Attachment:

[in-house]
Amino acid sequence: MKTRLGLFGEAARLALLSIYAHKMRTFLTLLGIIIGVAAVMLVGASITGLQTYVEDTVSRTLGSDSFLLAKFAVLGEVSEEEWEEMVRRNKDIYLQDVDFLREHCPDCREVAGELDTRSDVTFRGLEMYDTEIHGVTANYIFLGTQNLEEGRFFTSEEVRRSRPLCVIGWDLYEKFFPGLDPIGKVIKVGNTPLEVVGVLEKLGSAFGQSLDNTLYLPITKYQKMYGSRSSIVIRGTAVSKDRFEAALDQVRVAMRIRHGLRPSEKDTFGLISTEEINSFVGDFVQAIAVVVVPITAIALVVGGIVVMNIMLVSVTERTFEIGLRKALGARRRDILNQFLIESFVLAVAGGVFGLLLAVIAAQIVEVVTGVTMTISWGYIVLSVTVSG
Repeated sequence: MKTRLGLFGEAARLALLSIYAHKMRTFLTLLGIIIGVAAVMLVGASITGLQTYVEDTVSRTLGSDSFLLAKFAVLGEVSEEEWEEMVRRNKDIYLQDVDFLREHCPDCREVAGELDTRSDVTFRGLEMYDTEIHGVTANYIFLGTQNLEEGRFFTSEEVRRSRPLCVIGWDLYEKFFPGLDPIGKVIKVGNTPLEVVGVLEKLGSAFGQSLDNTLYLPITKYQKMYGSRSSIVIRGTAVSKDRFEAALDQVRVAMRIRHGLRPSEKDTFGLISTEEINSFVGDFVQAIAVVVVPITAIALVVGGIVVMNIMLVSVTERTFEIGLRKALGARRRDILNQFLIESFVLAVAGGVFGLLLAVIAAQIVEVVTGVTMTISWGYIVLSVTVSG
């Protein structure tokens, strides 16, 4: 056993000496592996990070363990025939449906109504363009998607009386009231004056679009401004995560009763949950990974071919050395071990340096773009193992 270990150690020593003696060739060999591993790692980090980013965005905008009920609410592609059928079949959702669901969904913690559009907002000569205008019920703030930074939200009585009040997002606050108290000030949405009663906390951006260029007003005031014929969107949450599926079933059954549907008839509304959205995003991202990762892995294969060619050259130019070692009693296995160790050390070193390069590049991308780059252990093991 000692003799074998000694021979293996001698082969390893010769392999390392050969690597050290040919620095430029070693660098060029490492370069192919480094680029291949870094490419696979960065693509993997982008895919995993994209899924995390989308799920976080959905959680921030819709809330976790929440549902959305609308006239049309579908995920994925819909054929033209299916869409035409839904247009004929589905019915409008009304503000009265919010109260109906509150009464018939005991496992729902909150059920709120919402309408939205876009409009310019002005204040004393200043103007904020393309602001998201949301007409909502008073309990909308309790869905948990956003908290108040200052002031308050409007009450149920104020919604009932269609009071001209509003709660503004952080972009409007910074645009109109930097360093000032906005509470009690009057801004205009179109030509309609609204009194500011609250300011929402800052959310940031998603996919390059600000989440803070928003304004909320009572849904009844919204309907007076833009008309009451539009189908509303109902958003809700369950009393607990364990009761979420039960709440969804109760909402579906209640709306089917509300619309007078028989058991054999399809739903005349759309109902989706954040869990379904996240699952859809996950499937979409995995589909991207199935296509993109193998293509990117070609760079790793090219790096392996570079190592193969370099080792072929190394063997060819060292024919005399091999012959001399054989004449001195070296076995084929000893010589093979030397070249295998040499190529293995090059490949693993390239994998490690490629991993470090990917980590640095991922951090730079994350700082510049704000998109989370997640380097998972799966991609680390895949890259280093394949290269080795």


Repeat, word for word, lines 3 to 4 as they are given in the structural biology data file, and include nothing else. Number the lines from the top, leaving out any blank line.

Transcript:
Repeated sequence: MKTRLGLFGEAARLALLSIYAHKMRTFLTLLGIIIGVAAVMLVGASITGLQTYVEDTVSRTLGSDSFLLAKFAVLGEVSEEEWEEMVRRNKDIYLQDVDFLREHCPDCREVAGELDTRSDVTFRGLEMYDTEIHGVTANYIFLGTQNLEEGRFFTSEEVRRSRPLCVIGWDLYEKFFPGLDPIGKVIKVGNTPLEVVGVLEKLGSAFGQSLDNTLYLPITKYQKMYGSRSSIVIRGTAVSKDRFEAALDQVRVAMRIRHGLRPSEKDTFGLISTEEINSFVGDFVQAIAVVVVPITAIALVVGGIVVMNIMLVSVTERTFEIGLRKALGARRRDILNQFLIESFVLAVAGGVFGLLLAVIAAQIVEVVTGVTMTISWGYIVLSVTVSG
């Protein structure tokens, strides 16, 4: 056993000496592996990070363990025939449906109504363009998607009386009231004056679009401004995560009763949950990974071919050395071990340096773009193992 270990150690020593003696060739060999591993790692980090980013965005905008009920609410592609059928079949959702669901969904913690559009907002000569205008019920703030930074939200009585009040997002606050108290000030949405009663906390951006260029007003005031014929969107949450599926079933059954549907008839509304959205995003991202990762892995294969060619050259130019070692009693296995160790050390070193390069590049991308780059252990093991 000692003799074998000694021979293996001698082969390893010769392999390392050969690597050290040919620095430029070693660098060029490492370069192919480094680029291949870094490419696979960065693509993997982008895919995993994209899924995390989308799920976080959905959680921030819709809330976790929440549902959305609308006239049309579908995920994925819909054929033209299916869409035409839904247009004929589905019915409008009304503000009265919010109260109906509150009464018939005991496992729902909150059920709120919402309408939205876009409009310019002005204040004393200043103007904020393309602001998201949301007409909502008073309990909308309790869905948990956003908290108040200052002031308050409007009450149920104020919604009932269609009071001209509003709660503004952080972009409007910074645009109109930097360093000032906005509470009690009057801004205009179109030509309609609204009194500011609250300011929402800052959310940031998603996919390059600000989440803070928003304004909320009572849904009844919204309907007076833009008309009451539009189908509303109902958003809700369950009393607990364990009761979420039960709440969804109760909402579906209640709306089917509300619309007078028989058991054999399809739903005349759309109902989706954040869990379904996240699952859809996950499937979409995995589909991207199935296509993109193998293509990117070609760079790793090219790096392996570079190592193969370099080792072929190394063997060819060292024919005399091999012959001399054989004449001195070296076995084929000893010589093979030397070249295998040499190529293995090059490949693993390239994998490690490629991993470090990917980590640095991922951090730079994350700082510049704000998109989370997640380097998972799966991609680390895949890259280093394949290269080795």